New York University Press
364 pages. $39.
America’s summer camp movement started in the late 1800s, when private and religious camps for boys reclaimed the pioneer ideals in reaction to industrialization. Rugged outdoor experiences were meant to build manliness and moral fiber. By 1910, Boy Scout camps combined wilderness skills with patriotic values. Girls’ camps flourished with the advent of the Camp Fire Girls (1911) and the Girl Scouts (1912), adding feminine activities, such as sewing, to nature and sports.
This dense social history shows how camps in the early 1900s reflected the spreading idea of childhood as a protected time of freedom and innocence, coinciding with the first child-care professionals and the first book about adolescent development. Youth voices include 15-year-old camper Augie Meier, who wrote an official 16-page history of the Pioneer Youth Camp in New Jersey in 1938 – along with a 700-page underground account featuring “spicy” tales of boys visiting girls’ tents.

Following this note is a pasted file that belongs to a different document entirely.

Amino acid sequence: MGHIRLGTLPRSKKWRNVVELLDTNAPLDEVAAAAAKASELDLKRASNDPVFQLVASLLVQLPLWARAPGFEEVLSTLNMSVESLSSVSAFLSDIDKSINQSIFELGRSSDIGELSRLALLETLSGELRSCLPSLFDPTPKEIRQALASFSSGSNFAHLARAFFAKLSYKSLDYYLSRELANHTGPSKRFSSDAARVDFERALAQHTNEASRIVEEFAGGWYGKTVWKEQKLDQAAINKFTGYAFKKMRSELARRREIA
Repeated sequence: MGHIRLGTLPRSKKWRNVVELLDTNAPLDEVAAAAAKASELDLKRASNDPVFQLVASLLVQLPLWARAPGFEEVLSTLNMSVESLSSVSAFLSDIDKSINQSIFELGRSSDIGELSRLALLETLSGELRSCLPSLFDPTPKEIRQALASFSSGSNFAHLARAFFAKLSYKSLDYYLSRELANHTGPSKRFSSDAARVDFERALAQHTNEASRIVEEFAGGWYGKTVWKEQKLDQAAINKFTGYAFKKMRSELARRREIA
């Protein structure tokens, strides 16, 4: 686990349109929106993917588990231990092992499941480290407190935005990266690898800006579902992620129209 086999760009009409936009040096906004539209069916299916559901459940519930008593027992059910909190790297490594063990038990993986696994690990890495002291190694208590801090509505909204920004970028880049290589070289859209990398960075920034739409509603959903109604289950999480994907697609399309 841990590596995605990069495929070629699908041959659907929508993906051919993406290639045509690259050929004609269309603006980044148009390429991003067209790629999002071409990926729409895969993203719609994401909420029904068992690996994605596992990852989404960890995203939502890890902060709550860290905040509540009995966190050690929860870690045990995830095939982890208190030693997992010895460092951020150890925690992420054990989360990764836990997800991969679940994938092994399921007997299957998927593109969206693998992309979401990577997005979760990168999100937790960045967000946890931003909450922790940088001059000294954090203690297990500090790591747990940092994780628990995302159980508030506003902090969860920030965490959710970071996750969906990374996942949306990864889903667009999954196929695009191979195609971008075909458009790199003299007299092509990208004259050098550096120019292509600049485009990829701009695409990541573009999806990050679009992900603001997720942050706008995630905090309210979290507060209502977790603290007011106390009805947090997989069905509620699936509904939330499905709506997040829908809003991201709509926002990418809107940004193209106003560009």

This study ends in the early 1940s. The author devotes just a few pages to post-war camps. By the 1990s, nearly one-fifth of them the nation’s camps had closed. Today, 7 million young people attend camps, where old traditions persist along with new specialties such as weight loss and computers. (212) 992-9991, www.nyupress.org.